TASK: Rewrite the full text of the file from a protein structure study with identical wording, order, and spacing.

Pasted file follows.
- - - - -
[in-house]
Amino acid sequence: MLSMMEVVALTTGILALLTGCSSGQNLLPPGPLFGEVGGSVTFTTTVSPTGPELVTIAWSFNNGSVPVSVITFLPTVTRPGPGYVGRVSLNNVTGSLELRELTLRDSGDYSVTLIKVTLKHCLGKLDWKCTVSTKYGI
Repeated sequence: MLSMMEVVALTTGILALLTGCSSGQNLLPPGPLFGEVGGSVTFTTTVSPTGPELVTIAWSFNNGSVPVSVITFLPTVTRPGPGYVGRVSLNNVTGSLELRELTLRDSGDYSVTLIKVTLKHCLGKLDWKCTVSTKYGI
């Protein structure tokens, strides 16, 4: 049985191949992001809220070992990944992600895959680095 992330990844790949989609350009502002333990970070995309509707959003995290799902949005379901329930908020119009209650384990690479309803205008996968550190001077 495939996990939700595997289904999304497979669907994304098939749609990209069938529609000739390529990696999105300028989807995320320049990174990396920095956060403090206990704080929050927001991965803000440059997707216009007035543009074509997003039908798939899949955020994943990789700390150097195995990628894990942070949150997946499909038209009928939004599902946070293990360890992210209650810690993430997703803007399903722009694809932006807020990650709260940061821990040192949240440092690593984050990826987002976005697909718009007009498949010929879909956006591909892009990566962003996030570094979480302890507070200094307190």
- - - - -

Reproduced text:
[in-house]
Amino acid sequence: MLSMMEVVALTTGILALLTGCSSGQNLLPPGPLFGEVGGSVTFTTTVSPTGPELVTIAWSFNNGSVPVSVITFLPTVTRPGPGYVGRVSLNNVTGSLELRELTLRDSGDYSVTLIKVTLKHCLGKLDWKCTVSTKYGI
Repeated sequence: MLSMMEVVALTTGILALLTGCSSGQNLLPPGPLFGEVGGSVTFTTTVSPTGPELVTIAWSFNNGSVPVSVITFLPTVTRPGPGYVGRVSLNNVTGSLELRELTLRDSGDYSVTLIKVTLKHCLGKLDWKCTVSTKYGI
């Protein structure tokens, strides 16, 4: 049985191949992001809220070992990944992600895959680095 992330990844790949989609350009502002333990970070995309509707959003995290799902949005379901329930908020119009209650384990690479309803205008996968550190001077 495939996990939700595997289904999304497979669907994304098939749609990209069938529609000739390529990696999105300028989807995320320049990174990396920095956060403090206990704080929050927001991965803000440059997707216009007035543009074509997003039908798939899949955020994943990789700390150097195995990628894990942070949150997946499909038209009928939004599902946070293990360890992210209650810690993430997703803007399903722009694809932006807020990650709260940061821990040192949240440092690593984050990826987002976005697909718009007009498949010929879909956006591909892009990566962003996030570094979480302890507070200094307190």